“It is with great excitement and pride that I can announce today’s passage of legalizing professional Mixed Martial Arts in New York State. We worked to gain support over the years, and today’s victory for the sport’s fans and athletes was hard-earned and long overdue. I’m very pleased that our local MMA athletes can soon get the chance to finally play the home game.
“For too long our state has lost business and missed out on the tremendous economic opportunities that come with professional MMA. Following today’s vote, I’m confident that the fans, and tourism dollars, can soon start returning to our great state. Our upstate venues in cities like Schenectady are ready to host professional MMA events, and I would expect to see local competitions from our area before the end of the year, with regional visitors filling up our hotels and local businesses.
“Nearly 1,000 people filled the Schenectady Armory when we brought amateur MMA to my district last year, and after the event, the city saw a tremendous economic boost from those who came for MMA and stayed for Downtown Schenectady. Momentum continues to build in Schenectady with the recent news of a world class casino well on its way to being completed.
"We're already seeing job growth and new businesses as a result of the Rivers Casino being built at Mohawk Harbor, and I expect our city and the entire upstate region to take full advantage of the economic opportunities when MMA is finally legalized. We have seen the kind of impact that an amateur event can bring to an upstate city, now imagine what we can do statewide with professional competitions.
“Amateur matches are already common and well-attended, and professional matches from other states are as popular on television in New York as NASCAR or men’s college basketball. Professional competitions would allow the state to regulate the sport and help it become better and safer as we’ve seen in other states, host more matches across the state and grow support industries such as training facilities. Upstate venues like the Times Union Center in Albany would be expected to attract at least three major events and small upstate venues could attract more than 60 events each year, leading to an estimated $33 million in economic activity.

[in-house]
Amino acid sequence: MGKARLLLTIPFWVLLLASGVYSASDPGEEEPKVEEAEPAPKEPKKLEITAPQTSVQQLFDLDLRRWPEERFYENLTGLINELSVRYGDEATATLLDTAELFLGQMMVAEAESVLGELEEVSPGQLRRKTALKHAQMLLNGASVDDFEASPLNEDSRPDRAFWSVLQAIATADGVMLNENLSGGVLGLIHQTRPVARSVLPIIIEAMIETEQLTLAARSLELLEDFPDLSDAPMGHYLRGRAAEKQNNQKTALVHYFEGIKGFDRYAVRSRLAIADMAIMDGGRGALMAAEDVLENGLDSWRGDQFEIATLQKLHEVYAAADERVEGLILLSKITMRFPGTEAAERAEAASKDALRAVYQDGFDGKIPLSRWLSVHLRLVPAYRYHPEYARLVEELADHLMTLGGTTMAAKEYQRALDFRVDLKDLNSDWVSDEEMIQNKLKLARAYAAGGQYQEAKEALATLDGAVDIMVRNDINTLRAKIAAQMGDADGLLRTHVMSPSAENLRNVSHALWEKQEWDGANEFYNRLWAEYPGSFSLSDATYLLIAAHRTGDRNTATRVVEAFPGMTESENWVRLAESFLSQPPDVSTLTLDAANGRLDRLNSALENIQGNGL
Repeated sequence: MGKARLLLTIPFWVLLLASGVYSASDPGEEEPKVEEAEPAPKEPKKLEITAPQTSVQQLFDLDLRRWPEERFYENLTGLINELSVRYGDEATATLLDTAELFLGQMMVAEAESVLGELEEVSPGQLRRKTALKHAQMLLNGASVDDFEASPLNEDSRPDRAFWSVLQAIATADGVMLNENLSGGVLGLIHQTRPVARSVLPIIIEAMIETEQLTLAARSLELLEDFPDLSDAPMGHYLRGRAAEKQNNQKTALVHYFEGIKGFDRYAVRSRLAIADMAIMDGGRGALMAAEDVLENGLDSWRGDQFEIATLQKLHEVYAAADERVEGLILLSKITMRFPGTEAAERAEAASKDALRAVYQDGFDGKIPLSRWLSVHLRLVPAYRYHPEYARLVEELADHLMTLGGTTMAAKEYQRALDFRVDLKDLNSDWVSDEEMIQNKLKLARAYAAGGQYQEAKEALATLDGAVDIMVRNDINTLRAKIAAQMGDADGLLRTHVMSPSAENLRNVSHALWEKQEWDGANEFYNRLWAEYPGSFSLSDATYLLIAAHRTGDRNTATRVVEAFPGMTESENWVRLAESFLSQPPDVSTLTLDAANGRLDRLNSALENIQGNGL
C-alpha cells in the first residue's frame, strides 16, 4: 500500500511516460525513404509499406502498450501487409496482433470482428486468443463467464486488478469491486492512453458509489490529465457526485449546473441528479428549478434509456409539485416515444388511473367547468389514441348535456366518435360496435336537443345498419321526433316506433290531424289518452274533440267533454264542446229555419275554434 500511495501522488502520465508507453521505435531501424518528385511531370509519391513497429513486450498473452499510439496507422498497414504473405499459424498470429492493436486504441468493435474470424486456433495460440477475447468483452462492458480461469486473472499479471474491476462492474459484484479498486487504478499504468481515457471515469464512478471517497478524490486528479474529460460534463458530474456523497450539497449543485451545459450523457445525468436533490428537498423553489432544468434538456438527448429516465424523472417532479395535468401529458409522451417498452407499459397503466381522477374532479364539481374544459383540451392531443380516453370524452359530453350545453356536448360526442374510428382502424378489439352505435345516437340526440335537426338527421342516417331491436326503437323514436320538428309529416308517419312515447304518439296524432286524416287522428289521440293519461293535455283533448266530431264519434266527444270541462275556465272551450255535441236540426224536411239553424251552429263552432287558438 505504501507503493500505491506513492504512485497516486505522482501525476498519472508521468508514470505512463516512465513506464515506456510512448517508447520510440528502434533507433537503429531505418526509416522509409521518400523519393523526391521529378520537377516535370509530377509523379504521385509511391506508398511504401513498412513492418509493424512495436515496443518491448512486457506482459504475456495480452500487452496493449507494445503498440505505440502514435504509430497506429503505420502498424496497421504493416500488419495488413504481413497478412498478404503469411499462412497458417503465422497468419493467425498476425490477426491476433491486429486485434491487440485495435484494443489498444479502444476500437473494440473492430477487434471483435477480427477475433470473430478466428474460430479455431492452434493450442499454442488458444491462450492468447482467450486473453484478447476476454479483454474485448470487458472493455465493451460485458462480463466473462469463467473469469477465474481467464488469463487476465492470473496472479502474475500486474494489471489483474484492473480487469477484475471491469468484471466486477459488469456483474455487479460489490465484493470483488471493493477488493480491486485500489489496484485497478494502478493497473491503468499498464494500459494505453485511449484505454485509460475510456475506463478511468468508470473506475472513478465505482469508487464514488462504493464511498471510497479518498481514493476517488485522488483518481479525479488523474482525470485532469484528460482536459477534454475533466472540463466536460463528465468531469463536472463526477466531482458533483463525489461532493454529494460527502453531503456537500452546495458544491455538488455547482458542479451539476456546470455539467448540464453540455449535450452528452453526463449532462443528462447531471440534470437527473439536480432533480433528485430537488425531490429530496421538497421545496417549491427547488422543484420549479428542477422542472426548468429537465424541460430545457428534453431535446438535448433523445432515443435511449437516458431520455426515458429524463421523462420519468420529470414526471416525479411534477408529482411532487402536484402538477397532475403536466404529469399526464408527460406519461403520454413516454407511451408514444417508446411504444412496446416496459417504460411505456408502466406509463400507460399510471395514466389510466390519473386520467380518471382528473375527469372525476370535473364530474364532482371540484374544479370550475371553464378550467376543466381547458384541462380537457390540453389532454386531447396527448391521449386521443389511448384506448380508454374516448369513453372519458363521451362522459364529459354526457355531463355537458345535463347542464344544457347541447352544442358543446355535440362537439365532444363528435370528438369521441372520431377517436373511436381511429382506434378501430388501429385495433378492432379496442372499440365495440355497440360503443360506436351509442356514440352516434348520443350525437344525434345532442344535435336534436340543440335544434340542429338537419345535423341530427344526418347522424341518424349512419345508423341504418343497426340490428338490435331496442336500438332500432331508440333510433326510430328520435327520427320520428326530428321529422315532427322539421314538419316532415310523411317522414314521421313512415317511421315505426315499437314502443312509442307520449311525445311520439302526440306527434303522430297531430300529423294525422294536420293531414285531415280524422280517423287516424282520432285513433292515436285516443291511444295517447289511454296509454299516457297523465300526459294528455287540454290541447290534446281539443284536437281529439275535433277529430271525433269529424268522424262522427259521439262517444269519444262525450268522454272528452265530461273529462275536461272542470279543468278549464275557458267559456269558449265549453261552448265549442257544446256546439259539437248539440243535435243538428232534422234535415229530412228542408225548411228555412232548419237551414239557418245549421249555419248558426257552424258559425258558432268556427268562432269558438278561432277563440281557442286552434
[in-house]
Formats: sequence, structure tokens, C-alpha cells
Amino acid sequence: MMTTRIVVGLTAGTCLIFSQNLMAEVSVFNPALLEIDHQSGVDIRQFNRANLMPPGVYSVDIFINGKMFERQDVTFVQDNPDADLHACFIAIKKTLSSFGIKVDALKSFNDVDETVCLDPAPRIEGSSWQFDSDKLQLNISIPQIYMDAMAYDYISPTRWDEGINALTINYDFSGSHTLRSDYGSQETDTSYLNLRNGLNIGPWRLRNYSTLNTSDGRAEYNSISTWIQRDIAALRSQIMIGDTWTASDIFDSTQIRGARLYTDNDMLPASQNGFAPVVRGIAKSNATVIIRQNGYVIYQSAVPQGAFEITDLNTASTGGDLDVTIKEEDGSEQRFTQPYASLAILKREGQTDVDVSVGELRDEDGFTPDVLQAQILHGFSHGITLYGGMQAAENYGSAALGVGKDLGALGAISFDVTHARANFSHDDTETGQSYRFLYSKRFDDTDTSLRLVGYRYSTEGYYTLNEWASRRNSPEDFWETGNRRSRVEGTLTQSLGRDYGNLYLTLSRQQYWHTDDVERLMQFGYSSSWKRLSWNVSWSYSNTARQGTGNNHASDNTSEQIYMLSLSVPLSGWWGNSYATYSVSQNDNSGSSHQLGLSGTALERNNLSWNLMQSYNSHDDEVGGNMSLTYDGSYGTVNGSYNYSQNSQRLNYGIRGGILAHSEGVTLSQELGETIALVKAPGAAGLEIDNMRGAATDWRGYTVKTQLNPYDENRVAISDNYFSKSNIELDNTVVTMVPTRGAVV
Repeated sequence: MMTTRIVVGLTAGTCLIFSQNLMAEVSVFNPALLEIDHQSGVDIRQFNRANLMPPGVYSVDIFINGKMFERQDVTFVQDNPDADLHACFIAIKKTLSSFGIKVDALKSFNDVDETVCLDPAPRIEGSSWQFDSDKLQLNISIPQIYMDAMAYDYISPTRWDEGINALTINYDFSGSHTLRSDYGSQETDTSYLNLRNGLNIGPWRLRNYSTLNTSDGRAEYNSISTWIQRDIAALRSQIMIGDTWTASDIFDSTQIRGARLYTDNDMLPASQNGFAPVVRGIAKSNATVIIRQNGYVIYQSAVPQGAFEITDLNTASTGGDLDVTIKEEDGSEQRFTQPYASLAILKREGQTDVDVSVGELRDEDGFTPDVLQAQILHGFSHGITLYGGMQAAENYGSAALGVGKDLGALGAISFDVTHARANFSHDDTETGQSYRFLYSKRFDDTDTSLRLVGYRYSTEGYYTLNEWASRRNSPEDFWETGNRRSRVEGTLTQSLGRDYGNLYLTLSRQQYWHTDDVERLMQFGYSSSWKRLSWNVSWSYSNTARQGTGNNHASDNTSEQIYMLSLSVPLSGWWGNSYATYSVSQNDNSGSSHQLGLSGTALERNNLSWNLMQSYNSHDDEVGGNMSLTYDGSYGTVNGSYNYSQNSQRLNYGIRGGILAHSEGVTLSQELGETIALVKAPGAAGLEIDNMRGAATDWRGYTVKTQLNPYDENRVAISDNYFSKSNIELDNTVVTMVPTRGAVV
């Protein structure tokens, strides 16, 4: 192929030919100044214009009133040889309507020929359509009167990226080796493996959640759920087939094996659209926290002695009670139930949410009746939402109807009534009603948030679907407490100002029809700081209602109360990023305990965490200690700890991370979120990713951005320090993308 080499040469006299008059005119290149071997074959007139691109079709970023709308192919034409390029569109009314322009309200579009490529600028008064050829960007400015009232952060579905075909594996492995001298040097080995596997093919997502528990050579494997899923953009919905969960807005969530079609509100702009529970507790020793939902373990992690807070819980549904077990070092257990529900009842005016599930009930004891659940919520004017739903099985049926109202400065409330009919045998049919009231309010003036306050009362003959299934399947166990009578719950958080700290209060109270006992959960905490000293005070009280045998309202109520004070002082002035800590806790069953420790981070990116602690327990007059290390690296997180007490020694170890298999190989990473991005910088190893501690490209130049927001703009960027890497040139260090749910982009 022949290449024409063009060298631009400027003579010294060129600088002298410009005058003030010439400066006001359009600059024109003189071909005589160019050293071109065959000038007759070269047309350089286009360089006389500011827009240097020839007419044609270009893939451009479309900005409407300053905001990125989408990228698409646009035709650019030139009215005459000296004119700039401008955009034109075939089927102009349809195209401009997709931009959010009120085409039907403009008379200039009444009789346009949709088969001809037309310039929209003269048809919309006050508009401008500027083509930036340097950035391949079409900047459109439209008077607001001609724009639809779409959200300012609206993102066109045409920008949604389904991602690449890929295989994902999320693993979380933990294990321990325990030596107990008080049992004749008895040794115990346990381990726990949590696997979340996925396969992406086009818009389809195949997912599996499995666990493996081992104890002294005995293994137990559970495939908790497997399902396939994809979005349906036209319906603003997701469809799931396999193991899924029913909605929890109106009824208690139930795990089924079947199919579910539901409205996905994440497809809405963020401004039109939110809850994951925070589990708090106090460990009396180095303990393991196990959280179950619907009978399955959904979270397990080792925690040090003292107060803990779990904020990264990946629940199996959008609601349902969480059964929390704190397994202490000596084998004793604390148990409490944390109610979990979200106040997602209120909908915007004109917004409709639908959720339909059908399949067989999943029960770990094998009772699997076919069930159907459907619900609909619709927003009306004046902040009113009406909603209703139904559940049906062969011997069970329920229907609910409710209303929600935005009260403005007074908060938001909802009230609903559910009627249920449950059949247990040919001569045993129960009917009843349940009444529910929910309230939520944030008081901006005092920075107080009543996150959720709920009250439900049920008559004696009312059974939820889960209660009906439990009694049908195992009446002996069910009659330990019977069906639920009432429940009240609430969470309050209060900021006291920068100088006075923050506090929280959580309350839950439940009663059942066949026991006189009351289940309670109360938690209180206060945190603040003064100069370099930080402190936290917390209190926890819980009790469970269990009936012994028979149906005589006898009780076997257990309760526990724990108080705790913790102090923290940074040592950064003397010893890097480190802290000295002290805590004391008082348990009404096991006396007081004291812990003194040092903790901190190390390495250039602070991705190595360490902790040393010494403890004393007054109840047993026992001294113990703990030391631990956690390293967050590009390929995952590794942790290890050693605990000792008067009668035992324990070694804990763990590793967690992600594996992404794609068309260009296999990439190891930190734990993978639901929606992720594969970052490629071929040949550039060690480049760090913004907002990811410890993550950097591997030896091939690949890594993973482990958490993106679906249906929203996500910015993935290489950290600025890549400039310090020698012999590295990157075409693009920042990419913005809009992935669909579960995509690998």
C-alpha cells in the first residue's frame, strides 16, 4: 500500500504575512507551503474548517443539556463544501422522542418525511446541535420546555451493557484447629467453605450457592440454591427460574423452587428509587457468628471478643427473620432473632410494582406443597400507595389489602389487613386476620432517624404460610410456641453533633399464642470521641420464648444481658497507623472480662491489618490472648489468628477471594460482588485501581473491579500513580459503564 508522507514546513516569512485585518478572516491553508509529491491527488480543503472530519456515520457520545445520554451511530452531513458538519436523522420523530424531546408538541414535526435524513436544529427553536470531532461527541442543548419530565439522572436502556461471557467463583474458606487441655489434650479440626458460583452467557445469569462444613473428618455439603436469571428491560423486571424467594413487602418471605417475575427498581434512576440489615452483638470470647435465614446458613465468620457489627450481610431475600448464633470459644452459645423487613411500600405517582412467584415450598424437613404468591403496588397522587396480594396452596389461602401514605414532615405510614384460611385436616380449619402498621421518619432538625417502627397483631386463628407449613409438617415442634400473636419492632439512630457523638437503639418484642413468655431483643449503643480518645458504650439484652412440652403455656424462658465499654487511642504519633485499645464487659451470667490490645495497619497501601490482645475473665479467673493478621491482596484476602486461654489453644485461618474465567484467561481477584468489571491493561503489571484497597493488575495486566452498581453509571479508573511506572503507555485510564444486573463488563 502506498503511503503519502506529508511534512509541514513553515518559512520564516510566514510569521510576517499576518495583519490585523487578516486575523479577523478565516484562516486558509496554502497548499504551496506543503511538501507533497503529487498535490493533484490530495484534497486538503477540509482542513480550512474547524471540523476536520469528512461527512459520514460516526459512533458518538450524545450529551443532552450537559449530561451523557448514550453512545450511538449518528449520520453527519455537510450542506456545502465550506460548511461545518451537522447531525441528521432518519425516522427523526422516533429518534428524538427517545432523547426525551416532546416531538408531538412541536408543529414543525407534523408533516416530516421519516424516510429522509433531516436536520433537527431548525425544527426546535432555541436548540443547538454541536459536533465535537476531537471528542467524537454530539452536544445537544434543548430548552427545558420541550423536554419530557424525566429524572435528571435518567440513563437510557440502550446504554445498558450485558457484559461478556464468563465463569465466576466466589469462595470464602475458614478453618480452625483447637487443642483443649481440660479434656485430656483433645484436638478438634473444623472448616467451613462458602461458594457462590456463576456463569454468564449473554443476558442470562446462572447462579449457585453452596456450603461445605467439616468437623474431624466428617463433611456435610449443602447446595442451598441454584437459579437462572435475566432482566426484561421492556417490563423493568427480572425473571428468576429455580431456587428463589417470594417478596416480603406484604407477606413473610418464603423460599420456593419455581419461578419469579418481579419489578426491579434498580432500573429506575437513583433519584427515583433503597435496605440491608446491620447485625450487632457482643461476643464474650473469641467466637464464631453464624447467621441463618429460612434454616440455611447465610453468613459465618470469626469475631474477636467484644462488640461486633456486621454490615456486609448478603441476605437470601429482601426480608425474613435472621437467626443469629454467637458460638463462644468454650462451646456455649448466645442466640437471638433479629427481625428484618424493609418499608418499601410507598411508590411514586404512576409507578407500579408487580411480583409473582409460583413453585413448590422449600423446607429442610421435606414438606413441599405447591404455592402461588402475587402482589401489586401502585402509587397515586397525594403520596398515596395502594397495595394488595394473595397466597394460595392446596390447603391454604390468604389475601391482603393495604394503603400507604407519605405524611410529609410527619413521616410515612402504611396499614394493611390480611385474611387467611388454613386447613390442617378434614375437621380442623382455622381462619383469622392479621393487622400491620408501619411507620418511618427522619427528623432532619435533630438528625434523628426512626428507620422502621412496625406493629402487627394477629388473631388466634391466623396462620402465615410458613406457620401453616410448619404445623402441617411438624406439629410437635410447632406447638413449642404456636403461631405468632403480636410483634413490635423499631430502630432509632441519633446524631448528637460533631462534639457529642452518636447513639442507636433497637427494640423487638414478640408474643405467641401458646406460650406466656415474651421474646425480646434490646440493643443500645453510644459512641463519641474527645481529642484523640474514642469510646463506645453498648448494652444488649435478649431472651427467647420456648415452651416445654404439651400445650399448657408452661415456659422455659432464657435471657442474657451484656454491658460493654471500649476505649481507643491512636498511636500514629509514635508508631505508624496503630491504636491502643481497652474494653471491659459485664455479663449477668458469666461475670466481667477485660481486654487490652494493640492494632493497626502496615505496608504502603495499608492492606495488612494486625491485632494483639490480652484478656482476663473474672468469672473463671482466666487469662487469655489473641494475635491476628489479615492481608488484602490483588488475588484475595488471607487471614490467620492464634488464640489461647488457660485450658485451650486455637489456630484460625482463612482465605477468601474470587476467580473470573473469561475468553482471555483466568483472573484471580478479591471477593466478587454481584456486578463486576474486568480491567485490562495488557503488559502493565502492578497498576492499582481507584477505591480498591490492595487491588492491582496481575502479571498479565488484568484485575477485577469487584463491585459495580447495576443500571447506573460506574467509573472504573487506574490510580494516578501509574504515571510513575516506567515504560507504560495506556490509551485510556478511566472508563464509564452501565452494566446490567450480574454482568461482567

"We’ve seen the big names in UFC like Chris Weidman and Ronda Rousey visit us in Albany calling for the sport’s legalization, and that says a lot about our state. We have some of the best athletes in the sport that can compete in 49 other states, but they want to come to New York for our amazing venues and the best fans the world has to offer.
“With today’s vote, we move one step closer to giving our hometown athletes the chance to play the home game and giving athletes around the world the chance to bring their passion to our state. This sport has been growing without us, and now is the time for New York to enter the ring.”